What is the variable region? The top region of an antibody molecule that has a specific shape specific to the shape of the antigen
What is the constant region? The region which is the same in all antibodies that may have a site for easy binding of phagocytic cells
Draw an antibody molecule
Name the three main groups of antibodies Opsonins Agglutinins Anti-toxins
Describe the process of opsonisation
What are agglutinins? Antibodies that cause pathogens to stick together
How do agglutinins work? Because each antibody molecule has two identical binding sites it is able to crosslink pathogens by binding to two of them. When many antibodies do this, they clump together (agglutinate) pathogens.
What are the benefits of agglutination? The agglutinated pathogens are physically impeded from carrying out some functions (e.g. entering host cells). They are readily engulfed by phagocytes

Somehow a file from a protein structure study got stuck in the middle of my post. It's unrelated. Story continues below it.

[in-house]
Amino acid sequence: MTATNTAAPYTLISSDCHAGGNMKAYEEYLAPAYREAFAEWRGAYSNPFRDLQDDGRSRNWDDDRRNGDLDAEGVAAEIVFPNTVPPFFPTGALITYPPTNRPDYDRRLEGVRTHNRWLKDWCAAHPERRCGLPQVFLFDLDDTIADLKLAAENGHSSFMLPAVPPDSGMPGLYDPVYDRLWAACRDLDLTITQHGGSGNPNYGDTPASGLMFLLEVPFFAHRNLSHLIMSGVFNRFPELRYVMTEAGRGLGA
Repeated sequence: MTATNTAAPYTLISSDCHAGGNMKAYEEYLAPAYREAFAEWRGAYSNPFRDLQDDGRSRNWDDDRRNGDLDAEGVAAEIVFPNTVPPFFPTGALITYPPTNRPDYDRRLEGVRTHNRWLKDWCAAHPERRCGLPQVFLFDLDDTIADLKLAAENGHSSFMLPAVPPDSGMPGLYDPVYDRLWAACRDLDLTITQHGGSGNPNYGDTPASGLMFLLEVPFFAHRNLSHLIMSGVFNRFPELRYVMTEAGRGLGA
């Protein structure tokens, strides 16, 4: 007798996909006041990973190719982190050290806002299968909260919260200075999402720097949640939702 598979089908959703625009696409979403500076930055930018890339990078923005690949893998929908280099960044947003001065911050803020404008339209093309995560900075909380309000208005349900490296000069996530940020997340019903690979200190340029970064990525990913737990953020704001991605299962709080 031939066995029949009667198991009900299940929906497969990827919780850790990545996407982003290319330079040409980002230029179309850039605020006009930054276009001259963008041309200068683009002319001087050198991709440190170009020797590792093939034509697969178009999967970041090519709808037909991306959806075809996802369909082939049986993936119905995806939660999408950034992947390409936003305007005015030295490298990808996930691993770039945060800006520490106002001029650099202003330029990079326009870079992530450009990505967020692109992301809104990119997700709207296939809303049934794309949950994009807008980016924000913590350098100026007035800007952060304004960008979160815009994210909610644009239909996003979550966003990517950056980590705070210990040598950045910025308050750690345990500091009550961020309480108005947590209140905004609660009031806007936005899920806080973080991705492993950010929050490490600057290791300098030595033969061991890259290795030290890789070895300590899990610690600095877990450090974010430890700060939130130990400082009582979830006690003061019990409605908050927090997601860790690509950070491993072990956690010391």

How do anti-toxins work? Some antibodies bind to molecules that are released by pathogenic cells but these molecules may be toxic so the action of anti-toxins renders them harmless.
Define 'primary immune response' The initial response caused by a first infection
Define 'secondary immune response' A more rapid and vigorous response caused by a second or subsequent infection by the same pathogen
What happens in primary immune response? When an infecting agent is first detected, the immune system starts to produce antibodies but it takes a few days before the number of antibodies in the blood rises to a level that can combat the infection. Once the pathogens are dealt with, the number of antibodies rapidly drops.
What happens in secondary immune response? There will be B and T memory cells circulating in the blood. If a pathogen enters the body again, they recognise the specific antigens and the production of antibodies starts sooner and is much more rapid. This response is usually quick enough to prevent any symptoms being detected by the host.
Describe the graph showing primary and secondary immune response